Fifth Sunday of Lent First Reading: Isaiah 43:16-21 Responsorial: Psalm 126:1-2, 2-3, 4-5, 6 Second Reading: Philippians 3:8-14 Gospel Passage: John 8:1-11
We all know what happens when we place no limits on our appetites. If we eat without sense and indulge ourselves at every turn, we will destroy our figure and our health. We know that human beings are prone to addiction and compulsion, and that some substances must be handled with great care and others avoided entirely. To do otherwise risks self-destruction and danger to others. We know that we must impose discipline on ourselves in the living of life if we are to survive in a competitive world.
In every important area of our lives, we learn that we must regulate our choices and discipline our impulses. This need has very practical basis, to do so is good for us, good for those closest to us, and good for the community and the world. So how is it that when it comes to human sexuality in our culture, society asserts the opposite? We are bombarded with sexual content and told that we can and should indulge ourselves whenever and wherever possible. In fact, we are told that such indulgence is the “healthy” way to approach human sexuality.
The result is a terribly destructive set of ironies in which “healthy” attitudes towards sex result in the destruction of trust, the breakup of families, and the objectification and exploitation of human beings. When did exercising will power over impulses become “repression” and the manic indulgence of every compulsion become “freedom?”
The Gospel passage for this Sunday is the memorable account of Jesus’ deliverance of a woman caught in adultery. It is easy for us to understand the message of the story: Jesus exercises compassion that liberates people from sin, and we must avoid the sin of self-righteousness. But look further, and you will see that those who drag the woman before Jesus are not really concerned with the woman. They are merely using her and her tragic circumstances to test Jesus. Jesus is the only One who notices and addresses the woman.
Jesus’ care for the woman is deeply moving and I am sure that all of us can identify with her and recognize the magnitude of the deliverance that Jesus offers. We can probably also recognize ourselves in those in the crowd, clinging to their rocks. We too have short memories when it comes to our sins. But as Jesus releases the woman from condemnation, He does something else. He commands her to sin no more. He loves her in the most transformative way possible: in the truth. He sees that sin has done more to her than the rocks could ever achieve and He wishes to liberate her.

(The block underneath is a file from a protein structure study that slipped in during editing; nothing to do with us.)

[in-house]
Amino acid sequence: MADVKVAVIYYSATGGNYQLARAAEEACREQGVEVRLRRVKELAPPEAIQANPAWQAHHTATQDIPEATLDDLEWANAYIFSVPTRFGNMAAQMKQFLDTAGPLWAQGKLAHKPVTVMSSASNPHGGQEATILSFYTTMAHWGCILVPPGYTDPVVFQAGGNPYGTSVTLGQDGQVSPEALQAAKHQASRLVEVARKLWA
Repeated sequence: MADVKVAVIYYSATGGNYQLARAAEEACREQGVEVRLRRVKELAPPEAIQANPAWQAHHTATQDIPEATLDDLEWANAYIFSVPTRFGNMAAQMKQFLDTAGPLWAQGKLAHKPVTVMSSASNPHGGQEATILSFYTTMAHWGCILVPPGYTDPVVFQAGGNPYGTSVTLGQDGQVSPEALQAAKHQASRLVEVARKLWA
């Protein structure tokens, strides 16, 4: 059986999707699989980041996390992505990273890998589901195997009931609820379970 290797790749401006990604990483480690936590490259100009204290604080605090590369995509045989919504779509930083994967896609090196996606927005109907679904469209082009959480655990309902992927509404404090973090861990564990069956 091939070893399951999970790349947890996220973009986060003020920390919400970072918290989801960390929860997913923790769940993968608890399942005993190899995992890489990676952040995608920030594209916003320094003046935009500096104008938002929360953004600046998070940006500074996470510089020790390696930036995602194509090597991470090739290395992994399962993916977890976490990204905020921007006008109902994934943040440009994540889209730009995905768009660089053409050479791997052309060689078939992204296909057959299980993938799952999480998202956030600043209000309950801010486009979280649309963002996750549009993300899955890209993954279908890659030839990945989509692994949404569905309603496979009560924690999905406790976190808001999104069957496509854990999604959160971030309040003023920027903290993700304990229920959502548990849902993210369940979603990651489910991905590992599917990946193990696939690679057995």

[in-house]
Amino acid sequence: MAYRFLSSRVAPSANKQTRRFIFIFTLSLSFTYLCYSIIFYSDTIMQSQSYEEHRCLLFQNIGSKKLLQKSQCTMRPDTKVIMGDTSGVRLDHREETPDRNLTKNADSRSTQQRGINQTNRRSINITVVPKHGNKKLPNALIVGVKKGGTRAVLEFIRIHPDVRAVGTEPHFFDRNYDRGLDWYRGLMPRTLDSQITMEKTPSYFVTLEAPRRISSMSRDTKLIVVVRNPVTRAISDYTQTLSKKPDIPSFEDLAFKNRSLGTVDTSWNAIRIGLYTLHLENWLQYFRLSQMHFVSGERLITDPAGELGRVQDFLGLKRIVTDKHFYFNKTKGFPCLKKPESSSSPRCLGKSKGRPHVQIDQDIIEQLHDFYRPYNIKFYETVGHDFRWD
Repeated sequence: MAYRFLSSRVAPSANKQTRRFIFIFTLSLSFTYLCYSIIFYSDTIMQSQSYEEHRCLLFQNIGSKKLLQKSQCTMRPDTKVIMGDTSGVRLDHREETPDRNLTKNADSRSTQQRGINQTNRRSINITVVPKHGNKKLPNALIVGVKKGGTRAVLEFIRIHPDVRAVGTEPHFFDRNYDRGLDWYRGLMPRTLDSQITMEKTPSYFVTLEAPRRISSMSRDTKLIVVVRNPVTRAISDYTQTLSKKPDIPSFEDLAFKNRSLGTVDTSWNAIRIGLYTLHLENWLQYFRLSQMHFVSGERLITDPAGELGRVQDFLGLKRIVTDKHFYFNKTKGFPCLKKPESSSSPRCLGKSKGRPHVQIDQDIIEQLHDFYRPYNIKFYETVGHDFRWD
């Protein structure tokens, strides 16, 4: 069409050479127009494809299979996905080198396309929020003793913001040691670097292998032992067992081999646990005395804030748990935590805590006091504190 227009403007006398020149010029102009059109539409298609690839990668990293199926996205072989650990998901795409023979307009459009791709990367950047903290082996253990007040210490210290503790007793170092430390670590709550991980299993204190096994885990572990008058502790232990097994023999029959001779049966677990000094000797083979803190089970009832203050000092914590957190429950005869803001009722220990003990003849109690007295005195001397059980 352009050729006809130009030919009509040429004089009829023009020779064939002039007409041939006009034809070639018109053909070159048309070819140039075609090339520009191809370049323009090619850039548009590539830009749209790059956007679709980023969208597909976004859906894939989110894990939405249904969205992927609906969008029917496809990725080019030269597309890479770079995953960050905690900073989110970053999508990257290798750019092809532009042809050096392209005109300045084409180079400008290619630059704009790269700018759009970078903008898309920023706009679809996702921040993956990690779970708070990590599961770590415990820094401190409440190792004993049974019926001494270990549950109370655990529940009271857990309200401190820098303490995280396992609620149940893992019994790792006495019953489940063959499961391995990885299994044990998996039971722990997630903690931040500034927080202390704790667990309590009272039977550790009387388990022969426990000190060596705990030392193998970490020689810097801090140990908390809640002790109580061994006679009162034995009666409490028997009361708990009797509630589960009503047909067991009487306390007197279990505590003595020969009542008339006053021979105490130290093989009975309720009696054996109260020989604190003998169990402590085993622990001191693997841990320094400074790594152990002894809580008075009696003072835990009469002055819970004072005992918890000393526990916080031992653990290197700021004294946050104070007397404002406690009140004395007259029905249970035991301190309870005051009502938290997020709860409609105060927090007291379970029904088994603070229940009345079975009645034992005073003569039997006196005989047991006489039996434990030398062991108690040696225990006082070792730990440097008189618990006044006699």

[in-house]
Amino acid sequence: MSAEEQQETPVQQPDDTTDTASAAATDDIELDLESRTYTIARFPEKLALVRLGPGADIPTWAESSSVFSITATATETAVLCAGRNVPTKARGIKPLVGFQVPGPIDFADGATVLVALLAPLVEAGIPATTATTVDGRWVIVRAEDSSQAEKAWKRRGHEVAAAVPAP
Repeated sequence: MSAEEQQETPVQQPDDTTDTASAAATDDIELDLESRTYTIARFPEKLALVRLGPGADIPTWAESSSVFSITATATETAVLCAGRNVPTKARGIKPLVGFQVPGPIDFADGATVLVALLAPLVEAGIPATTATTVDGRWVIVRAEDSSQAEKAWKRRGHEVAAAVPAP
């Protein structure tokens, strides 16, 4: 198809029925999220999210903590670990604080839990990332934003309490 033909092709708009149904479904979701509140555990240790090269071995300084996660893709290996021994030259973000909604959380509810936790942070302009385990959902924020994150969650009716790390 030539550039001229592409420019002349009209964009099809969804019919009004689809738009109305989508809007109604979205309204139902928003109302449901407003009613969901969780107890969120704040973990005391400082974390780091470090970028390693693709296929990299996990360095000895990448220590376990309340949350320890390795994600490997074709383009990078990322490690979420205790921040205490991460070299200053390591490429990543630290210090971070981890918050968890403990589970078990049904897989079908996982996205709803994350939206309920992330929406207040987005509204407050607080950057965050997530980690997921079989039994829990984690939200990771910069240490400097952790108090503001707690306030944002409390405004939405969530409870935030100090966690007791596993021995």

The idea that God intervenes to liberate and empower us is not new in Jesus’ ministry. In the first reading, we hear the prophet Isaiah offer a surprising message. The story of the Exodus is the foundational story of Israel. It was, and is, a key feature of Israel’s self understand. Yet Isaiah calls upon the people to forget those events of deliverance. He does so because he wants the people to understand that God is still acting for them in the present moment – in their moment of exile and need in Babylon. Isaiah wants them to see that God is doing something new so that they themselves will become a new people.
Paul likewise summoned his fellow Christians to newness. Paul had a special affection for the Philippians and his letter to them is filled with beautiful words of encouragement and exhortation. They were suffering persecution and he found himself writing from prison and in danger of death. Under those circumstances, the essentials become very clear. In this passage, Paul speaks to them of the one an only essential in the Christian life, communion with the Lord Jesus. In asking the Philippians to live with the same self-emptying love and humility evident in the life of Jesus, Paul is asking them to discover their authentic humanity. Paul has hopes for a future with the Lord, but he knows that even now, the believer can find the grace to live free of the destructive power of sin.
We live in a society that has confused indulgence with liberation. We come to the Lord Jesus because we know that in Him we find our true selves and our only hope. We approach with confidence because we know that he will show us the same compassion he demonstrated to the woman caught in adultery. As we rejoice in knowing that we are released from condemnation, may we also listen to that other side of the coin: “sin no more.” In that command lies the invitation to true freedom: the capacity to exercise free will, even over our own desires.